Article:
The higher-end the model, the faster it focuses and conversely. Just this morning I was commenting to @rfusca who answered you already how slow the Nikon D3200 focuses. This model sits at the low-end of Nikon's lineup, just like your K-x in the Pentax lineup. The thing is that with Pentax you can only go one level up to a K-5 (or K-7) which improves things considerably. However, with Nikon or Canon, there are multiple levels to go up and they get considerably faster at autofocus.

Furthermore, lenses focus at different speeds. Worse even, they focus at different speeds on different bodies. Pentax, Nikon (except low-end Nikon DSLRs) and Sony support lenses which focus motors in the lens or using one in the body.

Generally but not always, brand lenses with in-focus motors are faster than those without. Off brand lenses have slower in-focus motors as far as I can tell but my sample is limited to 30 or so Sigma and Tamron ones (Only tried 1 Tokina).

More importantly, focus is always done with the aperture wide-open, so lenses with wider apertures have an advantage since the focus system has more light to work with.

  • So, what would you recommend me? Buy a different lens? Buy I higher end Pentax model? Switch to different brand?
    – Framester
    May 12, 2012 at 19:59
  • 1
    You gave too little information for me to recommend anything. Is AF-speed your only requirement? In low-light the most sensitive camera I know is the Nikon D4 and the fastest is the Canon 5D Mark III (along with the 1D X) which you could pair with an F/1.4 (or wider for Canon) lens. If those are above your budget or you have an investment in Pentax lenses, you have to compromise.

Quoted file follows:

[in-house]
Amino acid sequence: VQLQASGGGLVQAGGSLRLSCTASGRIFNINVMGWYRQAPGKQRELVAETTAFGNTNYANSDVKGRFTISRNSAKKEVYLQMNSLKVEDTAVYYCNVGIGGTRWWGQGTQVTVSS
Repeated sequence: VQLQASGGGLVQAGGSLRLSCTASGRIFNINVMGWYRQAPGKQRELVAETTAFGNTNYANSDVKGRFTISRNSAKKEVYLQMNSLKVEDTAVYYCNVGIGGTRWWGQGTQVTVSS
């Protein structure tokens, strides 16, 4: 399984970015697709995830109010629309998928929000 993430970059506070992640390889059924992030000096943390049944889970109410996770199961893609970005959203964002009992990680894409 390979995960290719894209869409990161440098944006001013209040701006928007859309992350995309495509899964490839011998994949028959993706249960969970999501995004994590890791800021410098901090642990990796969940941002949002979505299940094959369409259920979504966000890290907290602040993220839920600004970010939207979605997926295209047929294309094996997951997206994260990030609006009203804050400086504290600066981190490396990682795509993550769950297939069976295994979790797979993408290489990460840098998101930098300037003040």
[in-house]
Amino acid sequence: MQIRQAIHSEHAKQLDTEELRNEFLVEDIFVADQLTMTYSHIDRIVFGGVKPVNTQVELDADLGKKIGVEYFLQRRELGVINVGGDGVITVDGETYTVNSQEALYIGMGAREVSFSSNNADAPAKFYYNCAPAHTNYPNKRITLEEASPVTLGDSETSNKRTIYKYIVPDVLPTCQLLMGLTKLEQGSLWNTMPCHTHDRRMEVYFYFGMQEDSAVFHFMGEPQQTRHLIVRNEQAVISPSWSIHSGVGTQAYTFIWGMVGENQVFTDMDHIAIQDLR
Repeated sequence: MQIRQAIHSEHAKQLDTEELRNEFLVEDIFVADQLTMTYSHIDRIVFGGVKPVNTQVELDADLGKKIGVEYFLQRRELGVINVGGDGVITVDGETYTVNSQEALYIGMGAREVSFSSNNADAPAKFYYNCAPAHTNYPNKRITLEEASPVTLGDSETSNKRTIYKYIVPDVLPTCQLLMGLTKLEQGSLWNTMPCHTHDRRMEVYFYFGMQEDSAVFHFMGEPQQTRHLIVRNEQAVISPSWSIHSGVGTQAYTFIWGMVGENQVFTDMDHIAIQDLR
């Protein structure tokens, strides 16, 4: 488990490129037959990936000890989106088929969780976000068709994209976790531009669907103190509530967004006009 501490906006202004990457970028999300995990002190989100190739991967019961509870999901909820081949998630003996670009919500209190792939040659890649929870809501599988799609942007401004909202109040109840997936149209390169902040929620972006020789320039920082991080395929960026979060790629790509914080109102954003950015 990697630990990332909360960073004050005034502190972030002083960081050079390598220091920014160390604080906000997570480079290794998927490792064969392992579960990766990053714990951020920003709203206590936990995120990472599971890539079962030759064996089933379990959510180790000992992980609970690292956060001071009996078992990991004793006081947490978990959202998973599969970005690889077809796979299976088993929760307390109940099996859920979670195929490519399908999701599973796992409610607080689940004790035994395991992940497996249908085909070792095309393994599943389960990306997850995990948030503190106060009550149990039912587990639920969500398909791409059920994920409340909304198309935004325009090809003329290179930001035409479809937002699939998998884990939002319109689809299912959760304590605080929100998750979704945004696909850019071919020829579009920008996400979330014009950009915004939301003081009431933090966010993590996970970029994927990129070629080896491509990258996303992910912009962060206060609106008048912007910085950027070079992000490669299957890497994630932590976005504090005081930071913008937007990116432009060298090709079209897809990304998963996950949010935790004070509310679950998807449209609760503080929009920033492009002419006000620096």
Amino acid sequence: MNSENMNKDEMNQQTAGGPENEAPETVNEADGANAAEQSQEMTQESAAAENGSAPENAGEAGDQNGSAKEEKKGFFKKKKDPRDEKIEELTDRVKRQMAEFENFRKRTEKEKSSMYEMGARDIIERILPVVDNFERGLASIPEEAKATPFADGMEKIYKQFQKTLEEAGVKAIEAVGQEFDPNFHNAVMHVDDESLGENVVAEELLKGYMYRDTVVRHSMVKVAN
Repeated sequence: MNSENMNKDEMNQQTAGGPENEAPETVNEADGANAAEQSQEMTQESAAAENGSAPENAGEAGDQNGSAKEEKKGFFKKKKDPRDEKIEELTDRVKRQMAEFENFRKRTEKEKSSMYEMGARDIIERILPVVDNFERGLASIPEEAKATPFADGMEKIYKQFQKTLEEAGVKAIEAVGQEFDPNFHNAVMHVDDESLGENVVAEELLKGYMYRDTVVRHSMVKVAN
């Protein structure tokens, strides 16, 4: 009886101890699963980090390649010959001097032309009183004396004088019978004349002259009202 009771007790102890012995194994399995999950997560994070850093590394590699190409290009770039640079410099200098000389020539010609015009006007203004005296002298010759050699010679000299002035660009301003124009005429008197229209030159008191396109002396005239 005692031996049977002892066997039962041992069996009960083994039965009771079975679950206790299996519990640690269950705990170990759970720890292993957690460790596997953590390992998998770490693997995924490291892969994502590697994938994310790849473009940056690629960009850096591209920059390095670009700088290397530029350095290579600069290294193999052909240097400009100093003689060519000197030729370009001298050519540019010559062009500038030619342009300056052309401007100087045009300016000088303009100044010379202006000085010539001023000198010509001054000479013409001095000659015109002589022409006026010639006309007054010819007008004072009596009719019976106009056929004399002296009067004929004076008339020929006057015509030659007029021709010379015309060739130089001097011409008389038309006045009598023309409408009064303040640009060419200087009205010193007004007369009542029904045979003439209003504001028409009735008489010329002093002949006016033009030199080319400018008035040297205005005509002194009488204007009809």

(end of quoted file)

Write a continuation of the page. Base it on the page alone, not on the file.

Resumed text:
– Itai
    May 12, 2012 at 20:04
  • Thanks for your information so far, I can't +1 yet. I tried to qualify my post by adding two more questions. I would be grateful to hear your opinion on these, too.
    – Framester
    May 12, 2012 at 20:22
  • 3
    Maybe I did not say it so directly, but an entry-level Nikon (or Canon) and a $400 lens will not buy you improved performance. Going to a K-5 or K-7 will but probably not at the light levels you tried, I think even the $7000 Nikon D4 can't, so you have to set your expectations to a realistic level.
    – Itai
    May 12, 2012 at 20:40
  • 2
    Maybe she was focusing manually or prefocusing on a brightly lit object based on distance and recomposing. She would have had to dissociate exposure and focus lock which you can do on all Nikon and most other brands. Maybe its time to put one of those change encounter ads I was in a bar while you were focusing with such ease, I really want to ask you ... :)
    – Itai
    May 12, 2012 at 21:09

Buying a $7000 system is not a helpful answer. I sugest following:

1) have a small LED flashlight with you. light helps your camera to focus. after focusing with half-pressed shutter button turn of the flashlight and take your picture. cost: $5,-

2) try pre-focus methods: focus on something better lit at same distance and then with half-pressed shutter recompose to your subject